6 Concrete Ways to Rebuild Your Credit. (It's Not as Hard as You Think!)

Posted by Bobby Montagne on Jan 31, 2017

You just found a great real estate deal, rushed to lock down funding, and uh-oh. Your credit score is stopping you from getting the financing you want.  What to do? Low credit scores, usually defined as below 550, can cost you thousands or even hundreds of thousands dollars of increased interest, penalties and fees over your borrowing lifetime. What's the best first step to boosting your score?  

It’s not unusual for real estate investors' credit scores to fluctuate.  Unexpected costs or soft sales cycles can affect your cash flow, bottom line and credit. However, when you try to get a loan or credit to fund that next great deal, you’ll quickly find that a weak credit score can disqualify you from the best financing rates. Fixing bad credit is a process; it’s important to first understand how your credit score works and then create an action plan to yield the quickest improvement.

Credit Score - What You Need to Know

You credit score (often referred to as your FICO score) is based primarily on 5 factors:

  • Payment history.  Your on-time payment record is the most heavily weighted factor.  And the later you pay, the more it counts against you. improving credit pig.jpg
  • Credit utilization. Amount of debt you have relative to your credit limits. Below 25-30% is ideal.
  • Length of credit history. Pretty simple and just like it sounds: how long you have had credit.  To credit agencies, longer is better.
  • Types of credit.  Credit agencies look at your credit mix to see how you handle different types. Revolving credit (credit cards) counts more than installment debt (mortgages, car loans). 
  • Credit inquiries. How many “hard inquiries” (inquiries made by a prospective lender) have been made in the recent past.  Fewer are better.

Action Steps You Can Take Now

  1. Get your credit score and report. The first step is to get your latest credit score and report so you can see the whole picture and figure out what to start improving first. Under the Fair Credit and Reporting Act, you can get a free credit report every year from each of the ratings bureaus.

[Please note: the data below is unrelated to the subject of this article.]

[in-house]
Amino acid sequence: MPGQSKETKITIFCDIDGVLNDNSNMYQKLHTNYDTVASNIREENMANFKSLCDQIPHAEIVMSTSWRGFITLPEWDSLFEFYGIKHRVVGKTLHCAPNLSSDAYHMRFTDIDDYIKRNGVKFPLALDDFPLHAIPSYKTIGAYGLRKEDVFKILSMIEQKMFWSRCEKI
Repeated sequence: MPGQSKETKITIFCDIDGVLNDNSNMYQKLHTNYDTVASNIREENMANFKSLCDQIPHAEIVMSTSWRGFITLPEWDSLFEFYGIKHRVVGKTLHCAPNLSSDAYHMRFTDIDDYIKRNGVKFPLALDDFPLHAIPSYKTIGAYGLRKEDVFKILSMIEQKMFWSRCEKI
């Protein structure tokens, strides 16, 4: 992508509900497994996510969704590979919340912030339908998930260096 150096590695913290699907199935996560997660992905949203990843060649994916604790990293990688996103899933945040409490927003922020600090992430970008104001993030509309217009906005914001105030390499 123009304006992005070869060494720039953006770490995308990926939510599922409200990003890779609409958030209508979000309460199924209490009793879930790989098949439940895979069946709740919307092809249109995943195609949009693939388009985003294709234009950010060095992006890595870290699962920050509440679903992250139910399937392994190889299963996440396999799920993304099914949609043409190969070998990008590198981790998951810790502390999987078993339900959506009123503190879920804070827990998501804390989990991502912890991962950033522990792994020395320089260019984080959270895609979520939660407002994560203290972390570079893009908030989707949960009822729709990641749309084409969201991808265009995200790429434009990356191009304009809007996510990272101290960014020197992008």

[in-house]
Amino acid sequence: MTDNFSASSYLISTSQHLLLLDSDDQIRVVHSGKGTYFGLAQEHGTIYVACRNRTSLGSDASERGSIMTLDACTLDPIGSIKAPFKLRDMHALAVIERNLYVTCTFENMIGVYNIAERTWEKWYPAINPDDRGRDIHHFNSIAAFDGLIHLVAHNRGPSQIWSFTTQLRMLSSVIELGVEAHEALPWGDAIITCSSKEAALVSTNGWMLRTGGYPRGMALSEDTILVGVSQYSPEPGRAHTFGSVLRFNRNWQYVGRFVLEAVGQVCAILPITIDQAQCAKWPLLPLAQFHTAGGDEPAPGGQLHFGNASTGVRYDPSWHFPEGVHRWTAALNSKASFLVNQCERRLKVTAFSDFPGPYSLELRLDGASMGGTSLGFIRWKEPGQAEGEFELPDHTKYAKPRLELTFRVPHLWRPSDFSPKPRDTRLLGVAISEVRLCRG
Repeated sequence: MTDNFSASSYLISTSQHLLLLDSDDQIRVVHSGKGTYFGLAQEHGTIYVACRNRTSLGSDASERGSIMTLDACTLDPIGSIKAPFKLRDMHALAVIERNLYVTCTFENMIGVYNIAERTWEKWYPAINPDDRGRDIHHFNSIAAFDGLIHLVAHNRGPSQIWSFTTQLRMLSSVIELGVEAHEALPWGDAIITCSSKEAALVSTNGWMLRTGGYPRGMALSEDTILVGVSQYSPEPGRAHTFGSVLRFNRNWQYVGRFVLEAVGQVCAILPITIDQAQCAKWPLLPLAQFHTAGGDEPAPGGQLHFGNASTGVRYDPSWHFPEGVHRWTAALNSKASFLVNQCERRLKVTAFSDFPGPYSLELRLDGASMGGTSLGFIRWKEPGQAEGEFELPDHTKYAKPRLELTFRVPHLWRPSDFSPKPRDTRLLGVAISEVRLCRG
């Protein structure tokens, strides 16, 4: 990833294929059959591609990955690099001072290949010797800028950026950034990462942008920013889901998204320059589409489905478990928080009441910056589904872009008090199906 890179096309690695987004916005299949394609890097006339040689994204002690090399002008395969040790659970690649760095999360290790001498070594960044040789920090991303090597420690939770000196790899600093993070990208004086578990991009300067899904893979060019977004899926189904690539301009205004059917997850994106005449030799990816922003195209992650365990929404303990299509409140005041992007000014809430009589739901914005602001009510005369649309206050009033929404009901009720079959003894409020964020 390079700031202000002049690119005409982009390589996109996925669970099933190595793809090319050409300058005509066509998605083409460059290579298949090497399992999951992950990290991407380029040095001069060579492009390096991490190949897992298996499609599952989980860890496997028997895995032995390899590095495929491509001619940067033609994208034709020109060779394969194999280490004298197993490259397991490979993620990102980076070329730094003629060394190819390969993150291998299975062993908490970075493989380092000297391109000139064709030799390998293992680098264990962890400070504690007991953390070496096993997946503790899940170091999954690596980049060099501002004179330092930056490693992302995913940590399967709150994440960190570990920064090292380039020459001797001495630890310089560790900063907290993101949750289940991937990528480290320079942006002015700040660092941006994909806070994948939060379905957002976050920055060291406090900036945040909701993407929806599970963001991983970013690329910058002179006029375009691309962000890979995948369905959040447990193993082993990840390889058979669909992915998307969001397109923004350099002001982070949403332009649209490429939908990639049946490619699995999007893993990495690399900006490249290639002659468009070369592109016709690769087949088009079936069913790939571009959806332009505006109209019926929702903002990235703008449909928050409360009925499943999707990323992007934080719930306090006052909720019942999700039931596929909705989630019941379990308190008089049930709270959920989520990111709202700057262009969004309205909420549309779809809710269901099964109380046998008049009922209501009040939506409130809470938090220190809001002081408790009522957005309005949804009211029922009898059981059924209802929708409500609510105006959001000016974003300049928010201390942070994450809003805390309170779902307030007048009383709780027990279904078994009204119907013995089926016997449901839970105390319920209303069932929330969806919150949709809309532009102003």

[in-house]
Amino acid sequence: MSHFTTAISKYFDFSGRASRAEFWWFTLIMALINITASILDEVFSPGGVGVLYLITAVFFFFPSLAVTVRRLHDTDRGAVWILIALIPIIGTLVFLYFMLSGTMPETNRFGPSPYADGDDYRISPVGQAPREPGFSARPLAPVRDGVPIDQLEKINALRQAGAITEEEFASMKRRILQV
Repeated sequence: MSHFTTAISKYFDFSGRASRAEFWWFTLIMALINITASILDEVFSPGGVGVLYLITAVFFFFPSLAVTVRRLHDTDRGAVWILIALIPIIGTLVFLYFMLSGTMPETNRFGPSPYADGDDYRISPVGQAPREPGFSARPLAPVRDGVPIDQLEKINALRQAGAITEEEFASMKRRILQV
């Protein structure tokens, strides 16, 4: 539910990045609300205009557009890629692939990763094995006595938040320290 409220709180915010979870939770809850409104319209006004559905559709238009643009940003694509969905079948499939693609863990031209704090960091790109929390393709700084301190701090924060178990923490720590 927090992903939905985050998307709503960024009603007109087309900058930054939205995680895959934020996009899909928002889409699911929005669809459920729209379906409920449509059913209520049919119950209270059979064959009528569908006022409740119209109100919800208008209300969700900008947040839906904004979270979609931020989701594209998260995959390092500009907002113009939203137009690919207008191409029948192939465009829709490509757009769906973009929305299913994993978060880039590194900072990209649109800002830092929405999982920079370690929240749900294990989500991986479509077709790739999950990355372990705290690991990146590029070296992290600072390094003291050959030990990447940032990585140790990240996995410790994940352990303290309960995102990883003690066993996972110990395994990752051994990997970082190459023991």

2. Fix any errors in your credit report. Errors on credit reports are more common than you think. Frequent errors involve everything from incorrect identity information and outdated account status to incorrect balances and non-recorded payments. The credit report providers have dispute resolution procedures that allow you to correct any errors in the record, and, according to a recent Federal Trade Commission study, 79% of people who disputed an error on their credit reports had the error removed. That’s a quick ‘win' that will boost your score immediately.
  3. Pay your bills promptly. According to FICO,  “more than 35% of your credit score is based on your payment history.” The later the payment, the greater the negative effect on your score. Overdue bills weigh heavily on the credit reports maintained by the Big Three credit bureaus -- Equifax, TransUnion and Experian -- as well as Dun & Bradstreet’s Paydex scoring system. Set up online payments wherever possible to avoid forgetting payment deadlines.
  4. Clear your outstanding balances. Focus on the account that charges you the most interest and pay it down first while making minimum payments to your other accounts. Reducing the debt you owe will improve your utilization rate and your credit score. Once the first account is paid off, turn your attention to the next highest rate. Continue until your credit utilization ratio (credit used/credit available) is below 25-30%.
  5. Negotiate with your creditors. Reach out to your creditors and work out a way to pay down your debts. Most creditors will work with you. The reality is that it’s easier and cheaper for them to work with you to collect what they can and set up a schedule for partial (often 30-50%) repayment. But you need to be proactive in setting this up with them, and ready with some good-faith cash to show them you are committed to making payments. 
  6. Establish and build positive credit.  You can build new credit to help your score. Secured credit cards are one option; these cards require a deposit usually in the amount of your credit limit, but paying them back in full every month helps build new positive credit. For business credit, work with your vendors to set up trade credit arrangements and then honor those arrangements by paying within the allotted time period. Some vendors report their trade information to the credit bureaus, and some don’t. If possible, seek out vendors who do report, because they can help boost your credit score if you consistently pay on time.

You can do it!  Assess your situation, create your plan to boost your score, then dig in and get started! Just think of the thousands of dollars you will save long-term. 

Walnut Street Finance provides creative financing for builders and developers in the Washington D.C. and surrounding markets. Our loans are based primarily on the equity in your project, and we do lend to investors with less than perfect credit. Read our blog about getting hard money financing with bad credit and see our website for usable tips and information about current real estate investment topics. 

Have a question or need assistance? Contact us anytime.


 



 

Bobby Montagne

Author

Bobby Montagne is a real estate entrepreneur with three decades of experience in commercial and residential property development, finance and sales. Having successfully overseen $15 billion in career transactions, he is among an elite class of real estate innovator that has consistently delivered high quality returns to partners and investors.